# Question #2b71d

##### 2 Answers

#### Explanation:

The idea here is that when you're **diluting** a solution, its concentration **decreases** and its volume **increases** by the same factor called the **dilution factor**.

#"DF" = "concentration stock"/"concentration diluted" = V_"diluted"/V_"stock"#

In your case, you know that the concentration of the solution must decrease by a factor of

#"DF" = (1000 color(red)(cancel(color(black)("ppm"))))/(50color(red)(cancel(color(black)("ppm")))) = color(blue)(20)#

This means that the volume of the stock solution, i.e. of the *concentrated solution*, must be **times smaller** than the volume of the diluted solution.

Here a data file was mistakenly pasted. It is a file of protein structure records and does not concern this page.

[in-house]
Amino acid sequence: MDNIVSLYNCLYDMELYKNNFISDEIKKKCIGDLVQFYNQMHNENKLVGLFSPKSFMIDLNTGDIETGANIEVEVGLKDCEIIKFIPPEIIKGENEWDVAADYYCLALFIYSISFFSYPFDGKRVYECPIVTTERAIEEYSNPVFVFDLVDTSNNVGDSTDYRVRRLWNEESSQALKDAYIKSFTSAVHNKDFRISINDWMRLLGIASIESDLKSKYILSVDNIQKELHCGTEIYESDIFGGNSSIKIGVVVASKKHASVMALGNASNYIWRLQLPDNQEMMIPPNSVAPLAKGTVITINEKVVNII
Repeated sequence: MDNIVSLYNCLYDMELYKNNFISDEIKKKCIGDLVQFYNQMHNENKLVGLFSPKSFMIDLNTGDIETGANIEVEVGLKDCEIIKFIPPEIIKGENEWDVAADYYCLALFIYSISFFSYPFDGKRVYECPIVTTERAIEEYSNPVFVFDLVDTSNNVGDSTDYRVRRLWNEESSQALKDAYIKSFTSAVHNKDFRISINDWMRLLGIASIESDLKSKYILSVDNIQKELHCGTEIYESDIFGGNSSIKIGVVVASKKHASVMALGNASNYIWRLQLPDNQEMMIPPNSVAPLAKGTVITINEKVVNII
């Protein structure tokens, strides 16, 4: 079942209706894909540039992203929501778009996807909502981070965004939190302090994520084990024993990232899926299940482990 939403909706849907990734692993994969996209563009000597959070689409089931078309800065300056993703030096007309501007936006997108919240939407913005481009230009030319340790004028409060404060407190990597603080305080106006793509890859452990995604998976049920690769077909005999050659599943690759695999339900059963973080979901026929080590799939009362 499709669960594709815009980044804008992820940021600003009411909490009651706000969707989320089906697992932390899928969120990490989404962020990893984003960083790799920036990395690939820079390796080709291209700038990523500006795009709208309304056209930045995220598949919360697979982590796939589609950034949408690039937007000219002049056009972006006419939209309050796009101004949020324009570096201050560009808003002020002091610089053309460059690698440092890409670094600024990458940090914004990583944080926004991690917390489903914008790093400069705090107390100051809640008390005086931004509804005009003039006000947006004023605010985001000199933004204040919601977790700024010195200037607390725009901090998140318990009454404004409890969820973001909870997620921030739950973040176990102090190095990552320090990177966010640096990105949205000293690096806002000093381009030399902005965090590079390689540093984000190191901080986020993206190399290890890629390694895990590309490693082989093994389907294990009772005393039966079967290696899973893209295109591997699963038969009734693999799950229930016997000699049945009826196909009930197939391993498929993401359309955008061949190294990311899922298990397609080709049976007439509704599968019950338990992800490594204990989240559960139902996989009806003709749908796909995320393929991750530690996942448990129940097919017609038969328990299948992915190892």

You will thus have

#V_"stock" = V_"diluted"/color(blue)(20)#

which, in your case, is equal to

#V_"stock" = "100 mL"/color(blue)(20) = color(darkgreen)(ul(color(black)("5 mL")))#

The answer is rounded to one **significant figure**.

So, in order to prepare your target solution, use

100mL, if that is the smallest volume accurate measurement available.

#### Explanation:

The volumes and concentrations are ratios.

Thus, you would need to put exactly 5mL of the 1000ppm stock solution into a solution diluted to 50mL final volume.

If all you have is a 100mL volumetric pipet, you would need to scale that up to use the minimum 100mL volume. Then, starting with 100mL of stock solution we can use the calculation to see how much final solution we will need.

So, taking 100mL of the stock solution with the pipet and putting it in a 2L+ size flask or beaker, you would then pipet diluent (water?) until the final solution is 2000mL – add 1900mL of diluent with 19 additional loads and discharges of the pipet.

THEN you can use the pipet to take exactly 100mL of your final 50ppm solution.